You see here that we are in completely different territory. Here Gerhard concedes the basic point upon which the Catholic Church insists: The Mass is a propitiatory sacrifice BECAUSE the Mass is the body and blood of Christ. The Body and Blood of Christ are the only sacrifice that can be offered for the sin of all humankind, and this sacrifice was offered once for all on the Cross. It cannot be repeated, but can only be (and here language tends to fail us) re-presented, re-actualised, applied or “commemorated” through the Divine liturgy. Note that Gerhard insists that there is only one sacrifice (Christ’s body and blood) and only one priest (Christ). For the moment we will simply note that Catholic theology does not dissent from this–it simply identifies the Eucharistic bread and wine with that body and blood and regards the celebrating priest as “in persona Christi”.

But there is something odd in Gerhard’s insistance that Christ’s “commemoration” of his sacrifice takes place only in heaven. From the same passage quoted above, we read:

It is clear that the sacrifice takes place in heaven, not on earth, inasmuch as the death and passion of God’s beloved Son is offered to God the Father by way of commemoration…

Hence, this sacrifice once offered on the cross takes place continually in an unseen fashion in heaven by way of commemoration, when Christ offers to His Father on our behalf His sufferings of the past, especially when we are applying ourselves to the sacred mysteries, and this is the ‘unbloody sacrifice’ which is carried out in heaven.

Why “in heaven” but “not on earth”? This reminds me a little of the infamous “black rubric” in the Book of Common Prayer, which declared that

the natural body and Blood of our Saviour Christ are in Heaven, and not here [in the Eucharist]; it being against the truth of Christ’s natural body to be at one time in more places than one.

Now we know that Lutherans do not hold to this doctrine (in fact, Luther was notorius for his doctrine of ubiquity). Therefore, if Christ indeed offers his body and blood to the Father as a continual plea for the forgiveness and salvation of human beings everywhere and at all times, and if this very same body and blood are present upon the altars of our Churches in the celebration of the Eucharist, WHY CAN’T WE SAY that the sacrifice is offered by Christ here on earth SIMULTANEOUSLY AS IT IS OFFERED IN HEAVEN? Isn’t that what we say the Eucharist is? Heaven upon earth? When the Eucharist is celebrated, are we not lifted up into heaven by the very body of the Son of Man upon which the angels of God ascend and des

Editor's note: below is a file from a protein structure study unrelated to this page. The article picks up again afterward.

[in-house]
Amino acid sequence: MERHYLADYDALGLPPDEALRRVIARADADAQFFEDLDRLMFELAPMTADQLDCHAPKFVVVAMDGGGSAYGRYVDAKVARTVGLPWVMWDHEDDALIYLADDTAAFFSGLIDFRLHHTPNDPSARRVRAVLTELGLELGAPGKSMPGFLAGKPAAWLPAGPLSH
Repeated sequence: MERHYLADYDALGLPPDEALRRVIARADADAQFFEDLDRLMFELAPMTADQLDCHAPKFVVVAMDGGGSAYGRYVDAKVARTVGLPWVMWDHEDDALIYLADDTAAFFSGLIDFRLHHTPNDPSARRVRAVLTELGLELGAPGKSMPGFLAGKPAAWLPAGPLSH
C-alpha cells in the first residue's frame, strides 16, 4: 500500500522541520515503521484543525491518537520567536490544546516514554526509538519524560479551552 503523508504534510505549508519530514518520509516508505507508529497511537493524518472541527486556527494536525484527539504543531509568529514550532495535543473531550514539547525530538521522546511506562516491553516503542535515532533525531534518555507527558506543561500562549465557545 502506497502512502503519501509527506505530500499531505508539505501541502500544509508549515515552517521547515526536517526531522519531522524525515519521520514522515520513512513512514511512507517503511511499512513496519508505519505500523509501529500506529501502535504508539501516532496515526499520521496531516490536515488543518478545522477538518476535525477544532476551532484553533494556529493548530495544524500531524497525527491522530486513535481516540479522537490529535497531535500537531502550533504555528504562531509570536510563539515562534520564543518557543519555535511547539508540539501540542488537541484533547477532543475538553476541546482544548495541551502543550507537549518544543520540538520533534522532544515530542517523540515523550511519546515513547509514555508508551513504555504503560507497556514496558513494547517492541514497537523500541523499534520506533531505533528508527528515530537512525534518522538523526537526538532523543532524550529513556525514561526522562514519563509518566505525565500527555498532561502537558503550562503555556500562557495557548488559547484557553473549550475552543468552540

cend (John 1)?

And so, as long as these points are all finally connected up, we find nothing with which to disagree in the Lutheran Dogmatician David Hollaz’s statement that:

If we view the matter from the material standpoint, the sacrifice in the Eucharist is numerically the same as the sacrifice that took place on the cross; put otherwise, one can say that the things itself and the substance is the same in each case, the victim or oblation is the same. If we view the matter formally, from the standpoint of the act of sacrifice, then even though the victim is numerically the same, the action is not; that is, the immolation in the Eucharist is different from the immolation carried out on the cross. For on the cross an offering was made by means of the passion and death of an immolated living thing, without which there can be no sacrifice in the narrow sense, but in the Eucharist the oblation takes place through the prayers and through the commemoration of the death or sacrifice offered on the cross. (Examen theologicum acroamaticum, II, 620 Translated by A.C. Piepkorn in The Church, p. 135.)

All that remains is to take into deep consideration what it means that “the Bread which we break is a participation in the Body of Christ”. It is not simply as a result of the gift of eating and drinking the body of Christ present in the Eucharist that we “participate” with him, but the result of the grace of baptism that we are all “one body” with him, that we have been buried with him, and that we have risen with him, and that therefore we are united to his sacrifice in such a way that we, as Church, do what Christ does in heaven: namely (in Gerhard’s words):

this sacrifice once offered on the cross takes place continually in an unseen way in heaven AND ON EARTH IN THE EUCHARIST by way of commemoration, when Christ offers to His Father on our behalf His sufferings of the past, especially when we are applying ourselves to the sacred mysteries, and this is the ‘unbloody sacrifice’ which is carried out in heaven AND ON EARTH IN THE EUCHARIST.